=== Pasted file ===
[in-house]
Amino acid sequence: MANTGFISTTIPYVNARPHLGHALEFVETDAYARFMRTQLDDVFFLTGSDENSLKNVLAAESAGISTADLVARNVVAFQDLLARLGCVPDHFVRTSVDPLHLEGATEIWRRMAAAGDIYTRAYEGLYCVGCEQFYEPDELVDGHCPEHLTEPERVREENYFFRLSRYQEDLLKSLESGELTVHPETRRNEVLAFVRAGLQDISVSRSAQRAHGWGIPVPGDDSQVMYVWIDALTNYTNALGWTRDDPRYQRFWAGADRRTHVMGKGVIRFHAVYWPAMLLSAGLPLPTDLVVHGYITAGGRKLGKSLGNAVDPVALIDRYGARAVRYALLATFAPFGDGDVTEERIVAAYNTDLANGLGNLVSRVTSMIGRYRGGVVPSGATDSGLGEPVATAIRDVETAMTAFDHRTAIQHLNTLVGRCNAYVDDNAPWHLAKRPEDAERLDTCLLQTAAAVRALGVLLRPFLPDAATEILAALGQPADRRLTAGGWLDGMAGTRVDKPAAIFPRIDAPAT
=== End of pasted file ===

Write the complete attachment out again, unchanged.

[in-house]
Amino acid sequence: MANTGFISTTIPYVNARPHLGHALEFVETDAYARFMRTQLDDVFFLTGSDENSLKNVLAAESAGISTADLVARNVVAFQDLLARLGCVPDHFVRTSVDPLHLEGATEIWRRMAAAGDIYTRAYEGLYCVGCEQFYEPDELVDGHCPEHLTEPERVREENYFFRLSRYQEDLLKSLESGELTVHPETRRNEVLAFVRAGLQDISVSRSAQRAHGWGIPVPGDDSQVMYVWIDALTNYTNALGWTRDDPRYQRFWAGADRRTHVMGKGVIRFHAVYWPAMLLSAGLPLPTDLVVHGYITAGGRKLGKSLGNAVDPVALIDRYGARAVRYALLATFAPFGDGDVTEERIVAAYNTDLANGLGNLVSRVTSMIGRYRGGVVPSGATDSGLGEPVATAIRDVETAMTAFDHRTAIQHLNTLVGRCNAYVDDNAPWHLAKRPEDAERLDTCLLQTAAAVRALGVLLRPFLPDAATEILAALGQPADRRLTAGGWLDGMAGTRVDKPAAIFPRIDAPAT